Retro Dee is a regular contributor to The Grooveyard’s website, writing about music, fashion and other trends of the 1950s. Check out her blog, Retro Dee’s Guide to the Best Era Ever here, and her column here every Wednesday.
Hellooo, Baby! And Welcome to another edition of “Today We Remember”. Today we’re remembering one of the most hip and happenin’ fellas of the Fifties: The Big Bopper!
“The Big Bopper” was really Jiles Perry Richardson, Jr. (“J.P.”) born on October 24, 1930 in the Southeast town of Sabine Pass, TX. He was the first of three boys born to Jiles Perry Richardson, Sr. and Elise (Stalsby) Richardson.
The Richardsons moved 20 miles north to Beaumont, where J.P. attended Beaumont High and graduated with the Class of 1947.
In 1949, a young J.P. quit college to work at Beaumont radio station KTRM. Three years later, he married Adrianne Joy Fryou and they had a daughter, Debra Joy, in December of 1953.
In 1955, J.P. was drafted into the US Army where he served for two years as a radar instructor at Fort Bliss. He ranked corporal before his discharge. (Can you believe that The Big Bopper was also Corporal Richardson? Pretty impressive, right?!)
In 1957, J.P. returned to KTRM radio. It was then that the station decided that they would give J.P. his very own show. After seeing teenagers do a new dance called “The Bop”, J.P. decided to call himself “The Big Bopper” as an on-air name. His show time slot was 3-6 pm and he was soon promoted to the station’s director.
J.P. began his musical career as a song writer. He wrote the song “Running Bear” which was recorded by singer Johnny Preston and reached #1 on the charts in early 1960. J.P. can be heard on the recording doing the sound-effects in the background. The song was first released in August 1959, six months after J.P.’s untimely death.
But of course, The Big Bopper’s biggest hit was undoubtedly “Chantilly Lace” which climbed the charts as a favorite in the summer of 1958, reaching a peak position of number 6.
Other credits to J.P.’s musical legacy include The Big Bopper’s 5-day marathon, in which he broke the record for continuous on-air broadcasting. He is also credited with making the very first music video featuring himself in “The Big Bopper’s Wedding”.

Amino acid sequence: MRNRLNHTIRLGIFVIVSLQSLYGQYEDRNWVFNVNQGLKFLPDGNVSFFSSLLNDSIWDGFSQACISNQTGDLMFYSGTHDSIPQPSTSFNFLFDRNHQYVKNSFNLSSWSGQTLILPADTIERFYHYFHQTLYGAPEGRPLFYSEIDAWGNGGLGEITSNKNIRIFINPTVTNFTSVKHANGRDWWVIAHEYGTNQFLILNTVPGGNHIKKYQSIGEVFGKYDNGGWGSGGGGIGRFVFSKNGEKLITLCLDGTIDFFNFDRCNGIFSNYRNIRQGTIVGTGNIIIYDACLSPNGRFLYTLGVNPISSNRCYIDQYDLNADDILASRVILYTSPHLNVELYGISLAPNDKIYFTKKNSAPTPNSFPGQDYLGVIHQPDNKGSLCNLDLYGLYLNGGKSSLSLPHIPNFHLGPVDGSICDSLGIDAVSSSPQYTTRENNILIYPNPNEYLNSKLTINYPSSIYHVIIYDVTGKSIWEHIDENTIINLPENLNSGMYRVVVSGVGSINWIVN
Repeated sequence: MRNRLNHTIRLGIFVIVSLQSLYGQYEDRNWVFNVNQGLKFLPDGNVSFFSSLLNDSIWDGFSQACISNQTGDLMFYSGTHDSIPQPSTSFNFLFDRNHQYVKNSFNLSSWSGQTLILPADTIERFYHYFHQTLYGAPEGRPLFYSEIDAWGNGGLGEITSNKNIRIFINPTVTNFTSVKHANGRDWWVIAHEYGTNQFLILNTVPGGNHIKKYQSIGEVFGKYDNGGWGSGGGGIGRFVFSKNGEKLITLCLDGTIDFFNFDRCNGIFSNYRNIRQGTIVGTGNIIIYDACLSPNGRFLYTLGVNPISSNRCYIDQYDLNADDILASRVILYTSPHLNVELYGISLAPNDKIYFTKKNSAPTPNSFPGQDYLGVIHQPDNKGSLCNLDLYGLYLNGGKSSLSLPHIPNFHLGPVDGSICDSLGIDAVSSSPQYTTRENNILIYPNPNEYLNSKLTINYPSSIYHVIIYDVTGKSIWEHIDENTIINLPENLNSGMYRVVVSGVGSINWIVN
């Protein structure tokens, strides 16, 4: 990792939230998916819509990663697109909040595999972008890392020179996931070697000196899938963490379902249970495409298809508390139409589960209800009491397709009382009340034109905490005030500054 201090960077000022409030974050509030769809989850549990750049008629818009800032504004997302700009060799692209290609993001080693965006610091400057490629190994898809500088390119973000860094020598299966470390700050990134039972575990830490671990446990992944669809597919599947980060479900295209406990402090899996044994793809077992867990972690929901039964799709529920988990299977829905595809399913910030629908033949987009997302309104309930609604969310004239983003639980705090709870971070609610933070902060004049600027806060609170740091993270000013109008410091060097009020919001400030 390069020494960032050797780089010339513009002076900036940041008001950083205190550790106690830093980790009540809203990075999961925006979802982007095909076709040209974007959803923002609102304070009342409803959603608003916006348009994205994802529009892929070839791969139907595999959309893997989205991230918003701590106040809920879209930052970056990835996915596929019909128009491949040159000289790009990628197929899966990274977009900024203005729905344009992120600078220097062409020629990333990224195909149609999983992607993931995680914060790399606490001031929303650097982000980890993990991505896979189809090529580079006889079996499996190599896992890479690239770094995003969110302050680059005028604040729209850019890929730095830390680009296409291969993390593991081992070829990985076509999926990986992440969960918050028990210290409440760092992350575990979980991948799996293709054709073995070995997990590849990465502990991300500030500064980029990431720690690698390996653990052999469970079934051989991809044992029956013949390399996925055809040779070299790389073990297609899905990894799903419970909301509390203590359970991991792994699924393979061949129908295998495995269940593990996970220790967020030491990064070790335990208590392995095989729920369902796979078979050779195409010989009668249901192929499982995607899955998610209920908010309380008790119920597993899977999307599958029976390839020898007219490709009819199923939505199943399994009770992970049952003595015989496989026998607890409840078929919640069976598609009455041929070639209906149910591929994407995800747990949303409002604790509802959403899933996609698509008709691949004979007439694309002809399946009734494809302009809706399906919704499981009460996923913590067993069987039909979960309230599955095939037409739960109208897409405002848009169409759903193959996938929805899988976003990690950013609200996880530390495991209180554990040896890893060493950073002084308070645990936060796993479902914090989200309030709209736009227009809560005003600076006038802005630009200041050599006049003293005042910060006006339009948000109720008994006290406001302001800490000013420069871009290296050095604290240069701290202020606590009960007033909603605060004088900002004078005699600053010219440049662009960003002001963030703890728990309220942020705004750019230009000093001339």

In 1958, The Big Bopper performed “Chantilly Lace” on Dick Clark’s American Bandstand. In the performance he alternates between his guitar and a telephone on which he pretends to talk to a girlfriend. The clip has become a classic piece of early pop footage and its online uploads continue to be frequently viewed on YouTube.
In January of 1959, J.P. Richardson set out on the ill-fated Winter Dance Party ’59 tour as one of the headliners. “Chantilly Lace” had made him a star and teens everywhere wanted to see him perform it live. So he said goodbye to his wife and daughter for what was only supposed to be 3 weeks.
By the second week of the tour, the bus kept breaking down in sub-zero temperatures. To make matters worse, J.P. came down with the cold that was going around. On the second of February, Buddy Holly hired a plane from Dwyer Flying Service in Mason City, IA. to fly himself and his bandmates to the next tour stop in Moorhead, MN.
Originally, Waylon Jennings was going to be on that flight, but Jennings gave up his seat to J.P. so he could quickly get to a hotel to rest. Jennings’s act of kindness ended in a cruel twist of Fate.
On February 3, 1959 just shortly after 1 AM, the chartered, single-engine plane flown by a young man named Roger Peterson crashed, killing all 4 people on board. J.P. Richardson, along with Buddy Holly and Ritchie Valens were all killed instantly.
J.P. Richardson was only 28 years old when he died. Two months after his death in April of 1959, his wife Adrianne gave birth to their son, Jay Perry Richardson (1959 – 2013). Although Jay Richardson never knew his father, he carried on his legacy. He donated some of his father’s song books to the memorial museum at the Surf Ballroom in Clearlake, IA., the site of J.P.’s last show.
The Big Bopper’s unique and creative entertainment style have been a staple of music history for nearly six decades. The catchy, upbeat “Chantilly Lace” is a retro juke box favorite and is often included in compilation albums from that era.
Although his life was cut tragically short, his memory withstands the test of time. To this day, J.P. Richardson is still making people everywhere smile wherever oldies are played. He will always be a beloved icon from America’s Greatest Era.
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